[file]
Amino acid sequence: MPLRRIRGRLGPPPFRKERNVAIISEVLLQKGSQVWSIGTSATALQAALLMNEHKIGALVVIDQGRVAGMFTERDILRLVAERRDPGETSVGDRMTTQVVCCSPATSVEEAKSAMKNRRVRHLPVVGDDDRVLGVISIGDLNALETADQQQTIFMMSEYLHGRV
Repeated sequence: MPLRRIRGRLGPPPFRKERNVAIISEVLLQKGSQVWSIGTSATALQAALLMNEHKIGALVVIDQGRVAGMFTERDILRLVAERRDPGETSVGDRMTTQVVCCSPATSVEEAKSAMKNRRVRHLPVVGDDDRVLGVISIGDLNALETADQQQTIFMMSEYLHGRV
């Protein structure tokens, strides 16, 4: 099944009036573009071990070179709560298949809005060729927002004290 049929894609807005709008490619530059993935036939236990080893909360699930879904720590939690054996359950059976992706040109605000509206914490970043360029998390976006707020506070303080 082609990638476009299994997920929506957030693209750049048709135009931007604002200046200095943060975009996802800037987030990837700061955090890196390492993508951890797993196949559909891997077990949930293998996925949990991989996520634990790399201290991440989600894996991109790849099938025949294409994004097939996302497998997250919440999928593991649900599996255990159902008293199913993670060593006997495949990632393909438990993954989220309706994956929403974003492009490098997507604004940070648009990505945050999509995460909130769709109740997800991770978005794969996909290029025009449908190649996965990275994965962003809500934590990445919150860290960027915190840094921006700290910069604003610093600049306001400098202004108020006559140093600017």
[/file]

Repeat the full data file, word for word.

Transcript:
Amino acid sequence: MPLRRIRGRLGPPPFRKERNVAIISEVLLQKGSQVWSIGTSATALQAALLMNEHKIGALVVIDQGRVAGMFTERDILRLVAERRDPGETSVGDRMTTQVVCCSPATSVEEAKSAMKNRRVRHLPVVGDDDRVLGVISIGDLNALETADQQQTIFMMSEYLHGRV
Repeated sequence: MPLRRIRGRLGPPPFRKERNVAIISEVLLQKGSQVWSIGTSATALQAALLMNEHKIGALVVIDQGRVAGMFTERDILRLVAERRDPGETSVGDRMTTQVVCCSPATSVEEAKSAMKNRRVRHLPVVGDDDRVLGVISIGDLNALETADQQQTIFMMSEYLHGRV
């Protein structure tokens, strides 16, 4: 099944009036573009071990070179709560298949809005060729927002004290 049929894609807005709008490619530059993935036939236990080893909360699930879904720590939690054996359950059976992706040109605000509206914490970043360029998390976006707020506070303080 082609990638476009299994997920929506957030693209750049048709135009931007604002200046200095943060975009996802800037987030990837700061955090890196390492993508951890797993196949559909891997077990949930293998996925949990991989996520634990790399201290991440989600894996991109790849099938025949294409994004097939996302497998997250919440999928593991649900599996255990159902008293199913993670060593006997495949990632393909438990993954989220309706994956929403974003492009490098997507604004940070648009990505945050999509995460909130769709109740997800991770978005794969996909290029025009449908190649996965990275994965962003809500934590990445919150860290960027915190840094921006700290910069604003610093600049306001400098202004108020006559140093600017």